In positive news from the UK, the court of appeal has upheld the Ivory Act and rejected a strong legal challenge by representatives from the auctions and antiques industries.
The UK’s ivory laws, which can now be ushered through Parliament, are some of the most stringent on earth, affording further protection to elephants in the wild. The EU must now follow suit, as must Japan, which remains a major consumer of raw ivory and continues to undermine conservation efforts in the wild.
The legal trade in ivory often acts as a cover for the illegal trade, with the origin and antiquity of ivory difficult to establish, and many auction houses and antiques dealers willing to sell ivory without having established its provenance. This ugly trade, which has perpetuated the slaughter of elephants in the wild has now been closed, with conservation being put before the profiteering of unscrupulous traders.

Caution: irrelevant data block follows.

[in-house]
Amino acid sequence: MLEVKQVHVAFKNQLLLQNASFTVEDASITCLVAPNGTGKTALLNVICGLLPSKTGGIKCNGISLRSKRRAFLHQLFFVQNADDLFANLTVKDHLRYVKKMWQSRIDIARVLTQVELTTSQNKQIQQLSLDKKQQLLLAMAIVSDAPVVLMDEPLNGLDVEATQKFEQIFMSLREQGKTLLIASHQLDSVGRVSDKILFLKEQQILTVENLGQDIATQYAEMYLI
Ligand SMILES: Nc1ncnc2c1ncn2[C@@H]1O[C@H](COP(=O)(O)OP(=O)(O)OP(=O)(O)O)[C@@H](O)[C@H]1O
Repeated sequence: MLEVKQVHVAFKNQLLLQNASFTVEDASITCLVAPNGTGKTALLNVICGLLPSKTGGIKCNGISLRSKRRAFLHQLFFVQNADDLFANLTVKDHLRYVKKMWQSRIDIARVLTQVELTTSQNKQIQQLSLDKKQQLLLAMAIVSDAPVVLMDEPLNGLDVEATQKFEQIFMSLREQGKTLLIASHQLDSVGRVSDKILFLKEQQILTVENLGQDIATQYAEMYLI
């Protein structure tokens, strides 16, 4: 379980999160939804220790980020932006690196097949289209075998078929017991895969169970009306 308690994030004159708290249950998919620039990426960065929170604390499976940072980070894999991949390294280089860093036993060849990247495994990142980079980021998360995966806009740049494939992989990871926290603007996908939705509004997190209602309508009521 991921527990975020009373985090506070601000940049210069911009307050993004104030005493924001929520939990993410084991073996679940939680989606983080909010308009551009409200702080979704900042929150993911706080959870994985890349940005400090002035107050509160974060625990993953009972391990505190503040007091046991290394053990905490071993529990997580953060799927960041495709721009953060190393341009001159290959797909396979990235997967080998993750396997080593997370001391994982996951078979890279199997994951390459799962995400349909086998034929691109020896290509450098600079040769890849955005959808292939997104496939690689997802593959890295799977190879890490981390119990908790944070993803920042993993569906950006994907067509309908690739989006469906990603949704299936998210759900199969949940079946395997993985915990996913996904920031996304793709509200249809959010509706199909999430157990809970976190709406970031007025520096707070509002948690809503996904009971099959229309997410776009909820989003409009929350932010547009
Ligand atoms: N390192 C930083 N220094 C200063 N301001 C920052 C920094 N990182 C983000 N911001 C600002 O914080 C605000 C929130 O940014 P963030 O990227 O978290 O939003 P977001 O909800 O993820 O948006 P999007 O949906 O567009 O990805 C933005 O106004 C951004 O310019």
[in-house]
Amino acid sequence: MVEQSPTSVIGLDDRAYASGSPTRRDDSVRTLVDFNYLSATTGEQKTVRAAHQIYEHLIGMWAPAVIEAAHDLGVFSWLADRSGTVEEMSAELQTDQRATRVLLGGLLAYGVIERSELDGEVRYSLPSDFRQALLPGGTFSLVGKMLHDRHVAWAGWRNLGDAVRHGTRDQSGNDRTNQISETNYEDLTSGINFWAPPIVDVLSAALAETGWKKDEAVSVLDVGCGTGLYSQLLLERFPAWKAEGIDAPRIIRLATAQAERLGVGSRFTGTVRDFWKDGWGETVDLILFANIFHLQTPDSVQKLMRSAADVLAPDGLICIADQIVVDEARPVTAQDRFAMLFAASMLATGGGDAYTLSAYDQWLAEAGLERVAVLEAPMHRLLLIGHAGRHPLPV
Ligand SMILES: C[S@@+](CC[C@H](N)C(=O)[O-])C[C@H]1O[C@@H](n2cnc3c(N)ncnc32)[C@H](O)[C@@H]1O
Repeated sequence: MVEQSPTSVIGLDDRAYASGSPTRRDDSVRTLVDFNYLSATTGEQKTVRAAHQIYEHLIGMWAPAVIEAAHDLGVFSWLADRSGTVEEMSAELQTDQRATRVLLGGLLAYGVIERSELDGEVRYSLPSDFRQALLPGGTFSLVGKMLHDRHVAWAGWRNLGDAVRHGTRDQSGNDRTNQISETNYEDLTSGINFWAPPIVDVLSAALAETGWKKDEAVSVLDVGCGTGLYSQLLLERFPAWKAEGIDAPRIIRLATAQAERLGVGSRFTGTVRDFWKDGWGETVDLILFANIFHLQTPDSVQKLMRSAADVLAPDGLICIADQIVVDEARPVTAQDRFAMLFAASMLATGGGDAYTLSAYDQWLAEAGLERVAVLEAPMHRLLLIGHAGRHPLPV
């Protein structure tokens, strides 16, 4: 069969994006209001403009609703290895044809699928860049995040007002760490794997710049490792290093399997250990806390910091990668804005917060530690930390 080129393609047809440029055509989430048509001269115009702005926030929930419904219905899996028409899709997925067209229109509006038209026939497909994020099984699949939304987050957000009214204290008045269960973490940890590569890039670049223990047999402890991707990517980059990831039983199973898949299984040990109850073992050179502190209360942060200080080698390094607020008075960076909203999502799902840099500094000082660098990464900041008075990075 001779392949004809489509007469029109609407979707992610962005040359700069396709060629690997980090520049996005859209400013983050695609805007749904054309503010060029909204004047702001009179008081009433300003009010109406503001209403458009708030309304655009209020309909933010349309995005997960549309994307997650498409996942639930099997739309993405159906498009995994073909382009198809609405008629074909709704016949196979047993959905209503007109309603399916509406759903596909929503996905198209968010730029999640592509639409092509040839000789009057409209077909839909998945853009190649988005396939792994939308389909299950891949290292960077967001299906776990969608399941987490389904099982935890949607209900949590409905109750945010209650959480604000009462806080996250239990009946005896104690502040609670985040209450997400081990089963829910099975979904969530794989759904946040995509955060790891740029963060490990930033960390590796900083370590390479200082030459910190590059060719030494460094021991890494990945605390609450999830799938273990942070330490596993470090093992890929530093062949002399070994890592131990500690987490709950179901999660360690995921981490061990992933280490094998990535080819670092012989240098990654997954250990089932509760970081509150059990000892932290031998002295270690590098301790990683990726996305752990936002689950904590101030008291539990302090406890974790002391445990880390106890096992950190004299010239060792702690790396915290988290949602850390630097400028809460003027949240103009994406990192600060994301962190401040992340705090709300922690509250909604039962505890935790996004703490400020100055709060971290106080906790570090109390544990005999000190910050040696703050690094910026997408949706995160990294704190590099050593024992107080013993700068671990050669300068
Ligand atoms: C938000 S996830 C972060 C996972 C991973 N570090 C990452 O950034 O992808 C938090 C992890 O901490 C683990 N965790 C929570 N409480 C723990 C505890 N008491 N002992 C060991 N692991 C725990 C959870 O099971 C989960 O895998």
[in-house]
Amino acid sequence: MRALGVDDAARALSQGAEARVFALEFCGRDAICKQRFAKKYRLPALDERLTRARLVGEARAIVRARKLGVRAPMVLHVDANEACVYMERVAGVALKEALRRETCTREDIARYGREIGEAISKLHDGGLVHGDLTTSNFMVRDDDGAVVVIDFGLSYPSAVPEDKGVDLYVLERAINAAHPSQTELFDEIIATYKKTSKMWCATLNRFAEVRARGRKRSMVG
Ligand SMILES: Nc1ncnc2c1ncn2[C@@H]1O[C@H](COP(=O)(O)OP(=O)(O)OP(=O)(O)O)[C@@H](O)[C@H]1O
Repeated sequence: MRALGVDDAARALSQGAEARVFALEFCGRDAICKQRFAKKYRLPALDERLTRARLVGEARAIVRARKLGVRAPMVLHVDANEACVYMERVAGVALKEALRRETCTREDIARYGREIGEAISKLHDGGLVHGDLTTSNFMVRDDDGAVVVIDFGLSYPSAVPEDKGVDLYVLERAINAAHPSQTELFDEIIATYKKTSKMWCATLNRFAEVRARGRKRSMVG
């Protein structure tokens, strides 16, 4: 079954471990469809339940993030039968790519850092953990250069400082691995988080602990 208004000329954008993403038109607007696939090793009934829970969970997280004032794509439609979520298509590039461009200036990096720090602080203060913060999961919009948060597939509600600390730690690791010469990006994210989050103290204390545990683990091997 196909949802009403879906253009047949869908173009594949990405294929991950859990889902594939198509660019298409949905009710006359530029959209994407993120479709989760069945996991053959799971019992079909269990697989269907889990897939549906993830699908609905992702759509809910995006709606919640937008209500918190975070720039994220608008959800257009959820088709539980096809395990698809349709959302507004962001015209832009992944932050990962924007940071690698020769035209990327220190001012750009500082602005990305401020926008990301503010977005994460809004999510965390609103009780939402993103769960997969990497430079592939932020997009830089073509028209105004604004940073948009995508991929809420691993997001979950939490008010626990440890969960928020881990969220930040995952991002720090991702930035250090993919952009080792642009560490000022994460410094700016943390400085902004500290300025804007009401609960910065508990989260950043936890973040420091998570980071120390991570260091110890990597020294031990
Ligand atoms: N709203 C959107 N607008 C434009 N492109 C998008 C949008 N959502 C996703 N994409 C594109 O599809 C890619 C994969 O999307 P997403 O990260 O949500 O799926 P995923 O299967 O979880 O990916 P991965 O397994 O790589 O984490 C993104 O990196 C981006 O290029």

National Park Rescue are working tirelessly both in the field to stop the flow of ivory at its source, and behind the scenes lobbying the UK government to put conservation at the heart of its global policy making.